I would like to show the following statement using the general definition of conditional expectation. I believe it is true as it was also pointed out in other posts.

Let $X,Y$ be conditionally independent random variables w.r.t a sigma algebra $\mathcal{G}$. Furthermore the expected values of $X,Y$ and $XY$ exist.Then $$\mathbb{E}(XY\mid \mathcal{G})= \mathbb{E}(X\mid \mathcal{G})\mathbb{E}(Y\mid \mathcal{G}).$$

Using the definition of conditional expectation that is used on wikipedia it suffices to show that $(1)$ $\mathbb{E}(X\mid \mathcal{G})\mathbb{E}(Y\mid \mathcal{G})$ is $\mathcal{G}$-measurable and $(2)$ that $\mathbb{E}(\mathbb{E}(X\mid \mathcal{G})\mathbb{E}(Y\mid \mathcal{G})\mathbf{1}_A)=\mathbb{E}(XY\mathbf{1}_A)$ for all $A \in \mathcal{G}$. $(1)$ is clear as the product of two $\mathcal{G}$-measurable functions is $\mathcal{G}$-measurable. For the second part I am able to deduce $\mathbb{E}(XY\mathbf{1}_A)=\mathbb{E}(X\mathbf{1}_A)\mathbb{E}(Y\mathbf{1}_A)/\mathbb{P}(A)=\mathbb{E}(\mathbb{E}(X\mid \mathcal{G})\mathbf{1}_A)\mathbb{E}(\mathbb{E}(Y\mid \mathcal{G})\mathbf{1}_A)/\mathbb{P}(A)$ using conditional independence and the definition of conditional expectation. But then I am lacking any idea to show that the latter equals the LHS in $(2)$. Do you have any ideas how to proceed?

  • $\begingroup$ Arguably that should be the definition of conditional independence. $\endgroup$
    – user711689
    Jul 10, 2021 at 4:29
  • $\begingroup$ This should rather be the definition of conditional uncorrelatedness. $\endgroup$
    – Matija
    Oct 5, 2022 at 16:37

1 Answer 1


I think we should start from the definition of conditional independence. Two random variables $X$ and $Y$ are conditionally independent w.r.t. $\mathcal{G}$ if for any $B\in \sigma(X)$ and $D\in \sigma(Y)$ we have $$ P(B\cap D|\mathcal{G}) = P(B|\mathcal{G})P(D|\mathcal{G}). $$ Starting from this definition (given on wikipedia), we can prove \begin{equation} E[XY|\mathcal{G}] = E[X|\mathcal{G}]E[Y|\mathcal{G}]\ \ \ \ \ \ \ \ \ \ \ \ \ \ \ \ (1) \end{equation} by following the “Standard Machinery” in probability and measure theory. It contains three steps:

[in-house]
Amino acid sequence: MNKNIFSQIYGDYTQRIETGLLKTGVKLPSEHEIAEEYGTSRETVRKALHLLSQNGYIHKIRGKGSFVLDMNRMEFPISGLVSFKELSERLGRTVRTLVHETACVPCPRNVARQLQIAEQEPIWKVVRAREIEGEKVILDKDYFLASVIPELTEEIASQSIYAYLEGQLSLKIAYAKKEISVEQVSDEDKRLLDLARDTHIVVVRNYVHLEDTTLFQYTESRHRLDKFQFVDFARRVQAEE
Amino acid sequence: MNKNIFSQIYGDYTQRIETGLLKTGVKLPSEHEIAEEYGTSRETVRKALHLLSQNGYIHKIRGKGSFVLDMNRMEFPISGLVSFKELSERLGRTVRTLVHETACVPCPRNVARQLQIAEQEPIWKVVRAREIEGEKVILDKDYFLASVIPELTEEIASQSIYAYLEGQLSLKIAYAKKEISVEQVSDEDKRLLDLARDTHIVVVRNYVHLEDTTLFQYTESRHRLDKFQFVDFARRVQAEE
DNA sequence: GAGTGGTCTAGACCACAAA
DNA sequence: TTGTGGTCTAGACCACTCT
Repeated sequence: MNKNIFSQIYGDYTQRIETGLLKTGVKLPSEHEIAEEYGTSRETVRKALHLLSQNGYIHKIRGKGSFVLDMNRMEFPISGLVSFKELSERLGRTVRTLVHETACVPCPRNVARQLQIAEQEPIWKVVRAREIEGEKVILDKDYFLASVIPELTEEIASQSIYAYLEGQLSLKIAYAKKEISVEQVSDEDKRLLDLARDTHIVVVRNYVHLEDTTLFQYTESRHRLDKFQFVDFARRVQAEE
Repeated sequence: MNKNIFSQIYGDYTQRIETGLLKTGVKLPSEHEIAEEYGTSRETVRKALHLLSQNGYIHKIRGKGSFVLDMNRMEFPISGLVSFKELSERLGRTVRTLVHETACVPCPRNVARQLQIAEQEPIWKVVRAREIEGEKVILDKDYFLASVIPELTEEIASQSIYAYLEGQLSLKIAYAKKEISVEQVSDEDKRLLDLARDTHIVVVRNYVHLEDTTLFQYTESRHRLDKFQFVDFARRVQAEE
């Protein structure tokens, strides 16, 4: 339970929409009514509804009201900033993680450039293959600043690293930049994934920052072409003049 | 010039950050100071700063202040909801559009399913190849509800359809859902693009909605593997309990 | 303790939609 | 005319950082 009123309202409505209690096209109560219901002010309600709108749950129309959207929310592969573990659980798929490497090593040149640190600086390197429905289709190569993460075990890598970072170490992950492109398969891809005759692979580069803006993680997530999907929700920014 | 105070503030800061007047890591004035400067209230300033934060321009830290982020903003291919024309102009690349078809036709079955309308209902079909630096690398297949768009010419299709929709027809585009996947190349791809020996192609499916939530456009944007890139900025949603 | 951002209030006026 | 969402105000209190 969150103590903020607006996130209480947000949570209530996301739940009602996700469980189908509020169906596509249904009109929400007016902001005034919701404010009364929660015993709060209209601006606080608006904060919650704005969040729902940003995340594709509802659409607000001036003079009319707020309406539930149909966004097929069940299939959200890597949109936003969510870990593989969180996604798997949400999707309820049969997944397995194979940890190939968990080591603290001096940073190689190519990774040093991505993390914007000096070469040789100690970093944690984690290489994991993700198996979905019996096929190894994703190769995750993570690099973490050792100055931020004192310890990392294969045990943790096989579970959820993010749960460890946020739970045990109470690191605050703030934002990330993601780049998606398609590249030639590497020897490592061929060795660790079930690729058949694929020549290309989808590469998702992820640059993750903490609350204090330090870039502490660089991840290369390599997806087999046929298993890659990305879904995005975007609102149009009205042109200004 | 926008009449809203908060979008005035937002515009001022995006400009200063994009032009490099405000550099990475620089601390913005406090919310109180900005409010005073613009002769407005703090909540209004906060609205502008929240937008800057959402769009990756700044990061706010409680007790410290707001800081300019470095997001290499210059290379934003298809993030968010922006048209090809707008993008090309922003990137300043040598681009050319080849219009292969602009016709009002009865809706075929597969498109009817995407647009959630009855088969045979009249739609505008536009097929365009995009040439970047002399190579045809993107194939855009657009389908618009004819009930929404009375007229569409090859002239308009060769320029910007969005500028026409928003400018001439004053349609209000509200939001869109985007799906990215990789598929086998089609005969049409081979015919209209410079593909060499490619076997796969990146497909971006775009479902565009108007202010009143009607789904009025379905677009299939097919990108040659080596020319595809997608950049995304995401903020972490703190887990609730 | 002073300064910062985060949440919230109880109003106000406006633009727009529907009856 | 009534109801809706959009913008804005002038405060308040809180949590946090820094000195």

1) If both $X$ and $Y$ are simple functions, i.e., $X = \sum_{i=1}^n x_iI_{A_i}$, $Y = \sum_{i=1}^m y_iI_{B_i}$ for two finite measurable division of the whole space $\Omega = \cup_{i=1}^n A_i = \cup_{i=1}^m B_i$, then the equation (1) can be proved easily.

2) If $X$ and $Y$ are non-negative, then there exist two sequences of simple functions $\{f_n\}$ and $\{g_n\}$ such that $f_n\uparrow X$ and $g_n\uparrow Y$. Since $X$ and $Y$ have finite expectation, by the dominant convergence theorem for conditional expectation we have $$ E[XY|\mathcal{G}] = \lim_{n\rightarrow \infty}E[f_ng_n|\mathcal{G}] = \lim_{n\rightarrow \infty}E[f_n|\mathcal{G}]E[g_n|\mathcal{G}] = E[X|\mathcal{G}]E[Y|\mathcal{G}]. $$ 3)For general $X$ and $Y$, we define $X^+(\omega) = \max\{X(\omega),0\}\geq 0$, $X^-(\omega) = \max\{-X(\omega),0\}\geq 0$, and write $X = X^+-X^-$, $Y = Y^+-Y^-$. Now using the result in 2) to $X^+,X^-,Y^+,Y^-$ (if $X$ and $Y$ are conditionally independent, then so should $X^+$ and $Y^+$, and so on), we can prove the equality for $X$ and $Y$.


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